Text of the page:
The Hare with the Amber Eyes: A Hidden Inheritance by Edmund De Waal is one of those magnificent stories that made me sigh at every turn.
I sighed with pleasure; I sighed with sorrow; I sighed with delight; I sighed with horror; I sighed with anticipation and I sighed with satisfaction.
I hugged this book to my chest. I sniffed the pages. I caressed the cover (a goregous textured hardcover) and poured over the photos and illustrations. The Hare with the Amber Eyes was a full body experience!
The Ephrussi family were an amazing group of people.
Hard-working, well educated, socially connected. They embraced the times they lived in wholeheartedly – they mixed with artists, poets and politicians. They were collectors of books, art, furniture and property. They lived through some of the most extraordinary periods of history in some of the most extraordinary cities of the world.
De Waal’s device of following the trail of the netsuke through the generations was a lovely way to provide this story with a structure and a purpose. However this is not just another ramble through a family history. This is an extraordinary tale of family, love and loss.
The Ephrussis were a grand banking family, as rich and respected as the Rothschilds, who “burned like a comet” in nineteenth-century Paris and Vienna society. Yet by the end of World War II, almost the only thing remaining of their vast empire was a collection of 264 wood and ivory carvings, none of them larger than a matchbox.
The renowned ceramicist Edmund de Waal became the fifth generation to inherit this small and exquisite collection of netsuke. Entranced by their beauty and mystery, he determined to trace the story of his family through the story of the collection.
The netsuke—drunken monks, almost-ripe plums, snarling tigers—were gathered by Charles Ephrussi at the height of the Parisian rage for all things Japanese. Charles had shunned the place set aside for him in the family business to make a study of art, and of beautiful living. An early supporter of the Impressionists, he appears, oddly formal in a top hat, in Renoir’s Luncheon of the Boating Party. Marcel Proust studied Charles closely enough to use him as a model for the aesthete and lover Swann in Remembrance of Things Past.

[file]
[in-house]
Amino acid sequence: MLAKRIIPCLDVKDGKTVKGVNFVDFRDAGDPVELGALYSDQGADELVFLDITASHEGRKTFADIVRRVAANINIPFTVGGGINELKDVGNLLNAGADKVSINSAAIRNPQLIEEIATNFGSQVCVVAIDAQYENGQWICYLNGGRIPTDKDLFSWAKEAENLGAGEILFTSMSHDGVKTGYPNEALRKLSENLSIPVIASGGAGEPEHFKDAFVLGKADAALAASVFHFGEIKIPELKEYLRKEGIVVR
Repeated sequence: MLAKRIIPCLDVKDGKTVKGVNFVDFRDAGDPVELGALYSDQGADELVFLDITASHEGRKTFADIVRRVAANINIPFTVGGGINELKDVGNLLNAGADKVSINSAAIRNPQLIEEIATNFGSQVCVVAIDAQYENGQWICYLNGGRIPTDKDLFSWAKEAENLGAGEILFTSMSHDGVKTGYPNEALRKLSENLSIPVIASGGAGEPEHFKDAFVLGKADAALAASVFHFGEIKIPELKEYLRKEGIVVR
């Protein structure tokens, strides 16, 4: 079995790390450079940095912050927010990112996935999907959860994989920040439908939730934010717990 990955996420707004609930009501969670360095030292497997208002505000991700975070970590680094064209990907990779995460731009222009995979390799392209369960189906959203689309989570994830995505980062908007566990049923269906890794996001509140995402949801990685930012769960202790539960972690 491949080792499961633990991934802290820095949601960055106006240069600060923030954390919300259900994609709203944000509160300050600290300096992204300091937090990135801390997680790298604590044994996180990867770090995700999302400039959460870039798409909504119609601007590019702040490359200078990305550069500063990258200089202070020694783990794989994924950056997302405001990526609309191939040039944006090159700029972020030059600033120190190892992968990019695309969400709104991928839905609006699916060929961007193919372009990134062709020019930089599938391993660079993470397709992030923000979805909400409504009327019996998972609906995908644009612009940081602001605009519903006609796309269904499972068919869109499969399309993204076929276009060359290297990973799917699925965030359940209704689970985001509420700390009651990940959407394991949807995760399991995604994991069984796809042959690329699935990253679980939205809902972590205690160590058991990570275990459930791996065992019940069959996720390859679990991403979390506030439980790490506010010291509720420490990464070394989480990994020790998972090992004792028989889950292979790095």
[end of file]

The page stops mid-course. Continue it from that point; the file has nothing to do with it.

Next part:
Charles gave the carvings as a wedding gift to his cousin Viktor in Vienna; his children were allowed to play with one netsuke each while they watched their mother, the Baroness Emmy, dress for ball after ball. Her older daughter grew up to disdain fashionable society. Longing to write, she struck up a correspondence with Rilke, who encouraged her in her poetry.
The Anschluss changed their world beyond recognition. Ephrussi and his cosmopolitan family were imprisoned or scattered, and Hitler’s theorist on the “Jewish question” appropriated their magnificent palace on the Ringstrasse. A library of priceless books and a collection of Old Master paintings were confiscated by the Nazis. But the netsuke were smuggled away by a loyal maid, Anna, and hidden in her straw mattress. Years after the war, she would find a way to return them to the family she’d served even in their exile.
In The Hare with Amber Eyes, Edmund de Waal unfolds the story of a remarkable family and a tumultuous century. Sweeping yet intimate, it is a highly original meditation on art, history, and family, as elegant and precise as the netsuke themselves.